Eastman Kodak Company and Fujifilm are competing corporations in the photography supply and equipment industry. When the industry changed both companies were impacted, but due to very unique management styles and ability to adapt to change one Fujifilm excelled while Kodak faltered and eventually declared Chapter 11 Bankruptcy in 2012.
History of Kodak
George Eastman founded Kodak, in 1888. The company’s early success was based on the new technology for cameras. The camera simplified the photo taking process (Williams, C. 2013) Kodak’s main focus was photography and imaging. They had an array of products that ranged from photography equipment, film, paper and color chemicals. In the1980’s, Kodak’s market share reached 90%.
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Eventually, they began selling globally. Fujifilm made bold moves in American market. They used aggressive marketing and lower prices for their product. The 1984 Los Angeles Olympics marked the turning point of the Fujifilm’s success in this venture, when they became the official film of the event. This placed Fujifilm on the market permanently. The company began taking over Kodak’s market share by offering equal quality products for a lower price (Tsurumi, Y 1999). As Fujifilm prepared for the fast changing needs in the market, it widened its business scope to digital cameras, printers, photocopiers, and optical devices. It also tapped into the health sector, producing medical equipment that includes X-ray imaging and chemicals. In January 1934(Tsurumi, Y 1999). In February 1934 the Ashigara Factory began operation producing photographic film, print paper, dry plates and other photosensitive materials (Tsurumi, Y 1999). With reported revenue of 917.4 billion Yen ($9.8 billion,) today Fujifilm is the world’s largest photographic and imaging company. Manufacturing Digital cameras, 3D Image products, binoculars, supplies and a multitude of products and services to various businesses Fujifilm has established itself in several markets within the U.S. and other countries (Tsurumi, Y 1999).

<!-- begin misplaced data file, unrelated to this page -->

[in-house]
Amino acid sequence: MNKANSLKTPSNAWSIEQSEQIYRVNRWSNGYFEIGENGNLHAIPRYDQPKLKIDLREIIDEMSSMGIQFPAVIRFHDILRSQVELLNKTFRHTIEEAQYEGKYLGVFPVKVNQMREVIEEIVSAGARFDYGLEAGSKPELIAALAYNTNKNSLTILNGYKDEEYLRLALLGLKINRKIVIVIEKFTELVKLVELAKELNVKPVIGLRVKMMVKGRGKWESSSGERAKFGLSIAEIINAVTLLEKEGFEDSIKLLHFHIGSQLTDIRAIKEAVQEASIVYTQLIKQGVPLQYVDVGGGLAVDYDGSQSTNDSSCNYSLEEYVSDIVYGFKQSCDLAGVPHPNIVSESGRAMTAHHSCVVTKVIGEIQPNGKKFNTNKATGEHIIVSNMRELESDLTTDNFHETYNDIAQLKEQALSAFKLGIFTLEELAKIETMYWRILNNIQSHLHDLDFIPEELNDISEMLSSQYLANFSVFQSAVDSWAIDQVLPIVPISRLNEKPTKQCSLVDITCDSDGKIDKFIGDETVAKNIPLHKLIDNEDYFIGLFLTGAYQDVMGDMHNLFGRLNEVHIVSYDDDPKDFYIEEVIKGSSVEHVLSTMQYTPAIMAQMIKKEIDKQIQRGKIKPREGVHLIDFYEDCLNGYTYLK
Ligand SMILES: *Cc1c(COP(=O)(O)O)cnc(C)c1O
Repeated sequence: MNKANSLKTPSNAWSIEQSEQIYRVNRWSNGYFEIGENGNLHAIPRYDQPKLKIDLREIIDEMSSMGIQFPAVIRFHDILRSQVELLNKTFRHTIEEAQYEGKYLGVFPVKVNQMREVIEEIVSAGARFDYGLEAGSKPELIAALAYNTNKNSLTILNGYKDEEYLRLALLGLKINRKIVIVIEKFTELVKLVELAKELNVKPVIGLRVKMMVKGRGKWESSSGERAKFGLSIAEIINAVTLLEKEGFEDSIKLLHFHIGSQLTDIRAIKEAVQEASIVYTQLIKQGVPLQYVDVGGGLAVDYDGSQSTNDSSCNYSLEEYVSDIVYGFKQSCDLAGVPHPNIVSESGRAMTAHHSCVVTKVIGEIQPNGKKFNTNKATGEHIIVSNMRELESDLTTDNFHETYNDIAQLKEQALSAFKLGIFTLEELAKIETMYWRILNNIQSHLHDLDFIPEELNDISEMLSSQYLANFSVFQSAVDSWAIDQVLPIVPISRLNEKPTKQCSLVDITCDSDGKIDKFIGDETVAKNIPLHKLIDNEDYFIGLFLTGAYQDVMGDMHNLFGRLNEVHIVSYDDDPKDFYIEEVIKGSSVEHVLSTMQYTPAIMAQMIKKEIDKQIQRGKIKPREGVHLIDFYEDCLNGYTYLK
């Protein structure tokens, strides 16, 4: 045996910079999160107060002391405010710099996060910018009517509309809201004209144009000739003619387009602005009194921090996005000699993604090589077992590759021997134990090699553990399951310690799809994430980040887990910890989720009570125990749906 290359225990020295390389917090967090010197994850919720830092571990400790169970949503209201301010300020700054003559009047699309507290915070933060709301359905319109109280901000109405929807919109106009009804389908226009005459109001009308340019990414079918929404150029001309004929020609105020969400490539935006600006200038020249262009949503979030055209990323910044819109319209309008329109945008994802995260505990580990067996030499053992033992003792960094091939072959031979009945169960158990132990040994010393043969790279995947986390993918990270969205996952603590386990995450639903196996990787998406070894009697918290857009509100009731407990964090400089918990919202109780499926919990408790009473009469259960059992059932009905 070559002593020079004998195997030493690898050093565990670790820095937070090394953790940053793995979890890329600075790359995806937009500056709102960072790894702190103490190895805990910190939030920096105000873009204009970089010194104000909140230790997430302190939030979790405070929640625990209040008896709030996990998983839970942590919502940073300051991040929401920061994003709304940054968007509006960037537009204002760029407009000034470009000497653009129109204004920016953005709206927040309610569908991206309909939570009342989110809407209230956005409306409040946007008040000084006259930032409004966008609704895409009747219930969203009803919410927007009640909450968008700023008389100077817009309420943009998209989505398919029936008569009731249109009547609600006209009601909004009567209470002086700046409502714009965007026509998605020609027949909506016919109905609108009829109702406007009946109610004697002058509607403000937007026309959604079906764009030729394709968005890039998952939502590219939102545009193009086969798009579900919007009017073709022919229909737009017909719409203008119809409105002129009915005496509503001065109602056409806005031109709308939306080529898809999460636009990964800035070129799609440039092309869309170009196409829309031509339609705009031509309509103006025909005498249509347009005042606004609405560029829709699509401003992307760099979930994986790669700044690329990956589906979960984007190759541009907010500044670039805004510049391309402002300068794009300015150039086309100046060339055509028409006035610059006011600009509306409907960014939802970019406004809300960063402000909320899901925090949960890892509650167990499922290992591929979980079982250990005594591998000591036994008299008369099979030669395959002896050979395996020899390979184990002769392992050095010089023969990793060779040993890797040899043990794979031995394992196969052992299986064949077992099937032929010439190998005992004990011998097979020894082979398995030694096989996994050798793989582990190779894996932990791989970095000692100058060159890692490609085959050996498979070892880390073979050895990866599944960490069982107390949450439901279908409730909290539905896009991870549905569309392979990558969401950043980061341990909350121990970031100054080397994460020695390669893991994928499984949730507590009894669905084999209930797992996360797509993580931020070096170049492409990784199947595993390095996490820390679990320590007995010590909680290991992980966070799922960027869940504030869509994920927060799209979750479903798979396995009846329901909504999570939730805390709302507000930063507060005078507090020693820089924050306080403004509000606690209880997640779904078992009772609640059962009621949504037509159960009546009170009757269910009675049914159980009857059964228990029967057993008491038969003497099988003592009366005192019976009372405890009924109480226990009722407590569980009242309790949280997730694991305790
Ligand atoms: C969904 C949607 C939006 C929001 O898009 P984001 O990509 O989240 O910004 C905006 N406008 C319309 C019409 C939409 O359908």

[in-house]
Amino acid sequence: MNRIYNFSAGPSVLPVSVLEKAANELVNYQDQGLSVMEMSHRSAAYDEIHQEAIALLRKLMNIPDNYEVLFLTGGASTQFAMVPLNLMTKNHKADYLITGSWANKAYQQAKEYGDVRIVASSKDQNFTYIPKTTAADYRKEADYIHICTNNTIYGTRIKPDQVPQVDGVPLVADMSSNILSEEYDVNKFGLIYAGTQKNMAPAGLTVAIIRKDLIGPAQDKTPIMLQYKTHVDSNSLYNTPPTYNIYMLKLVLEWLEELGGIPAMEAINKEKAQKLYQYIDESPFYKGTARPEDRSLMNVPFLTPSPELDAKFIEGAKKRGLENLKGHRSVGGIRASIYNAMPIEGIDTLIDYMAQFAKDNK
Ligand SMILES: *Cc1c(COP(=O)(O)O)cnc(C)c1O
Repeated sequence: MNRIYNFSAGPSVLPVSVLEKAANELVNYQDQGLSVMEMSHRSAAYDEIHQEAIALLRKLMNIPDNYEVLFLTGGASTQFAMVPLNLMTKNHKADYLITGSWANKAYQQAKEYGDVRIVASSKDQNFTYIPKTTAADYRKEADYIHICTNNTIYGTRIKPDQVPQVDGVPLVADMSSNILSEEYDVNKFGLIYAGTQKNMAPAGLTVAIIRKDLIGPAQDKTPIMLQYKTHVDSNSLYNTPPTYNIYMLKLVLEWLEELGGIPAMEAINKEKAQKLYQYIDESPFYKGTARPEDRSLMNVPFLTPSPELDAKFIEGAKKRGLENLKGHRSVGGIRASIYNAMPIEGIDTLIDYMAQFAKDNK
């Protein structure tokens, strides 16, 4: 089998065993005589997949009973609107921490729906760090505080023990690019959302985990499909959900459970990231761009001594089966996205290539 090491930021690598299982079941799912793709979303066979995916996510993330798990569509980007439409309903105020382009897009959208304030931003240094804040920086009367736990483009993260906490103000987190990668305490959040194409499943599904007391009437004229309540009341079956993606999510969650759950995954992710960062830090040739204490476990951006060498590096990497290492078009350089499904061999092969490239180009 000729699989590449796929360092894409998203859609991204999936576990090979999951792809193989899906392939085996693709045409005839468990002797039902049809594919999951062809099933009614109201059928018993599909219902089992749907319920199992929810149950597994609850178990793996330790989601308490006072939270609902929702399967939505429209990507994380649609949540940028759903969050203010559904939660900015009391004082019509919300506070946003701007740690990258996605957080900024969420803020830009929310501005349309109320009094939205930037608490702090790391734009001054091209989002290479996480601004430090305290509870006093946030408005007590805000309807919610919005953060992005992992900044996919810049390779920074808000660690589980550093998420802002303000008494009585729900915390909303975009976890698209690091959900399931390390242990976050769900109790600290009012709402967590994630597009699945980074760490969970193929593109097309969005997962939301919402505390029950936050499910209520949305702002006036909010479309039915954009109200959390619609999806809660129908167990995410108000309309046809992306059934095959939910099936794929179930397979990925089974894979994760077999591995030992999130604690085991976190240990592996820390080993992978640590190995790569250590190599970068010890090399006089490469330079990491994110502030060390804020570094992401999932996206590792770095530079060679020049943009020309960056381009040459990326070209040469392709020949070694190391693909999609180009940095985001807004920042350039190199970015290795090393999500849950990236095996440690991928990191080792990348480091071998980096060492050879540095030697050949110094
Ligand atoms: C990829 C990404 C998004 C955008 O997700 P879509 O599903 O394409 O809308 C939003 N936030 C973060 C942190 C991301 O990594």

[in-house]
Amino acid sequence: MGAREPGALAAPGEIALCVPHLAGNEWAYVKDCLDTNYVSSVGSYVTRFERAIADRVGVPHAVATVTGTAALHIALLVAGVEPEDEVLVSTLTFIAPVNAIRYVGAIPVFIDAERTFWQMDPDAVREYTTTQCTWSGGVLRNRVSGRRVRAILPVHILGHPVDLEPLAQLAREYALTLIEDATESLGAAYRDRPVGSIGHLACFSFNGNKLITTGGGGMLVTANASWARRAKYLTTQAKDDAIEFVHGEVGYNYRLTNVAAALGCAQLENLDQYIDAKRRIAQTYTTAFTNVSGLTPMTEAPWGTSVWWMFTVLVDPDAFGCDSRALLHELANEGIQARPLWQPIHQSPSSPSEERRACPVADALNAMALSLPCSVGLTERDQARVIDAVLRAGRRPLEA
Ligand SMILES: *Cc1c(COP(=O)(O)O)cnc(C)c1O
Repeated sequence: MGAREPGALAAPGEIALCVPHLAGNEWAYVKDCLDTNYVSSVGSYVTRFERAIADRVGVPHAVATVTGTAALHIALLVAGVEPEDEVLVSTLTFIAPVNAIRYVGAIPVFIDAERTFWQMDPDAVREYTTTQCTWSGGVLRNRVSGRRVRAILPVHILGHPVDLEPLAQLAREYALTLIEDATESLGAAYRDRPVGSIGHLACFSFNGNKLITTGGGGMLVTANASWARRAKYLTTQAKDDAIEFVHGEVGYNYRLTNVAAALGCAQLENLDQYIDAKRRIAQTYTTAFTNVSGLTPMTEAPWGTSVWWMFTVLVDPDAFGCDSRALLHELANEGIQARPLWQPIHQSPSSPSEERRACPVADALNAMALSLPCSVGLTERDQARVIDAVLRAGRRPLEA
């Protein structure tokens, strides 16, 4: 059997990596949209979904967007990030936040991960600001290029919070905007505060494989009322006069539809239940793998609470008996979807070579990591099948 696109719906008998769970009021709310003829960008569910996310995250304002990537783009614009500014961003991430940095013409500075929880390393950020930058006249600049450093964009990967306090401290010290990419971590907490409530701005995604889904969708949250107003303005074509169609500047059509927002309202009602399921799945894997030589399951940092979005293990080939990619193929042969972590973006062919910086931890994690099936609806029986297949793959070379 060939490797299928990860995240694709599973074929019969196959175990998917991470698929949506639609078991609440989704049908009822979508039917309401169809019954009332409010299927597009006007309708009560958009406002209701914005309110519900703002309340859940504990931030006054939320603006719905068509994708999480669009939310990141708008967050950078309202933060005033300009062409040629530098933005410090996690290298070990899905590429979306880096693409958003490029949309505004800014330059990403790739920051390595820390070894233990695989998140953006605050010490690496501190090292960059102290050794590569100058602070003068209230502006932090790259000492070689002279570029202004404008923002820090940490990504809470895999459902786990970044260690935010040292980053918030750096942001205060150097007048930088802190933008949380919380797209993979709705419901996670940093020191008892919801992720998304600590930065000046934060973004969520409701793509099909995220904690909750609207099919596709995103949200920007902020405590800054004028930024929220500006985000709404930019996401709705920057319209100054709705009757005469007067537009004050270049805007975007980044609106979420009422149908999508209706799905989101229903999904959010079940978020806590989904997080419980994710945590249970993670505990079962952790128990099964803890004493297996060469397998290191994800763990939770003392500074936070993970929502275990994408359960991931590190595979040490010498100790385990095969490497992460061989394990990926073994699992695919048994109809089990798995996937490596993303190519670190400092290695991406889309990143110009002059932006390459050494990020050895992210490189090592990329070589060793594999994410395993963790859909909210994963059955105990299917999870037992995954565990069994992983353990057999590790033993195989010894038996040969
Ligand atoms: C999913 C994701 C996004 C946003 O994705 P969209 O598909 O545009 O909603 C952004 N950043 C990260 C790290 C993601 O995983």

Compare and Contrast Kodak and Fuji Film
Kodak’s failure to embrace innovation in a timely fashion could be blamed on its